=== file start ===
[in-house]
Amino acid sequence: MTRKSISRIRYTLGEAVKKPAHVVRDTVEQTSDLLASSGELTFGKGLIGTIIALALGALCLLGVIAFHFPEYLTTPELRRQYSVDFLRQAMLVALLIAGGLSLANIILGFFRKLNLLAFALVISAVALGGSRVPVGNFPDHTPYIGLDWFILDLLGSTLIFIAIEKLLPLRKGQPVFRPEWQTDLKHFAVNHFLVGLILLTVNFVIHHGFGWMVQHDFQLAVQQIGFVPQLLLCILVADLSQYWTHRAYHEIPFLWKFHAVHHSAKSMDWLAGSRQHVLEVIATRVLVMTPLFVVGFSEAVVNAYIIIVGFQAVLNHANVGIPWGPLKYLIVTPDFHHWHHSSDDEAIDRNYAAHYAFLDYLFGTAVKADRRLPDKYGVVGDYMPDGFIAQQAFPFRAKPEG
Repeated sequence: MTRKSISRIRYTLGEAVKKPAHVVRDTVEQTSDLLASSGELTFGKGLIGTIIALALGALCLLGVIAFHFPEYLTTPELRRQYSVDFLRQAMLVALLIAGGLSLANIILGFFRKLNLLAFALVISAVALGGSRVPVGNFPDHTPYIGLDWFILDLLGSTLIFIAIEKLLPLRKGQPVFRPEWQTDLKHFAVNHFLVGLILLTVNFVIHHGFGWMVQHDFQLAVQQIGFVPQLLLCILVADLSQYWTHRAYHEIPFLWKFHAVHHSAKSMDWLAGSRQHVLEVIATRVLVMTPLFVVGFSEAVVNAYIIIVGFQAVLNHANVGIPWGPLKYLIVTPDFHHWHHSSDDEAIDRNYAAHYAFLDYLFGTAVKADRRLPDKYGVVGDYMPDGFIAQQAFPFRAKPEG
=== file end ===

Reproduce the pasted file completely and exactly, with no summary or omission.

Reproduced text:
[in-house]
Amino acid sequence: MTRKSISRIRYTLGEAVKKPAHVVRDTVEQTSDLLASSGELTFGKGLIGTIIALALGALCLLGVIAFHFPEYLTTPELRRQYSVDFLRQAMLVALLIAGGLSLANIILGFFRKLNLLAFALVISAVALGGSRVPVGNFPDHTPYIGLDWFILDLLGSTLIFIAIEKLLPLRKGQPVFRPEWQTDLKHFAVNHFLVGLILLTVNFVIHHGFGWMVQHDFQLAVQQIGFVPQLLLCILVADLSQYWTHRAYHEIPFLWKFHAVHHSAKSMDWLAGSRQHVLEVIATRVLVMTPLFVVGFSEAVVNAYIIIVGFQAVLNHANVGIPWGPLKYLIVTPDFHHWHHSSDDEAIDRNYAAHYAFLDYLFGTAVKADRRLPDKYGVVGDYMPDGFIAQQAFPFRAKPEG
Repeated sequence: MTRKSISRIRYTLGEAVKKPAHVVRDTVEQTSDLLASSGELTFGKGLIGTIIALALGALCLLGVIAFHFPEYLTTPELRRQYSVDFLRQAMLVALLIAGGLSLANIILGFFRKLNLLAFALVISAVALGGSRVPVGNFPDHTPYIGLDWFILDLLGSTLIFIAIEKLLPLRKGQPVFRPEWQTDLKHFAVNHFLVGLILLTVNFVIHHGFGWMVQHDFQLAVQQIGFVPQLLLCILVADLSQYWTHRAYHEIPFLWKFHAVHHSAKSMDWLAGSRQHVLEVIATRVLVMTPLFVVGFSEAVVNAYIIIVGFQAVLNHANVGIPWGPLKYLIVTPDFHHWHHSSDDEAIDRNYAAHYAFLDYLFGTAVKADRRLPDKYGVVGDYMPDGFIAQQAFPFRAKPEG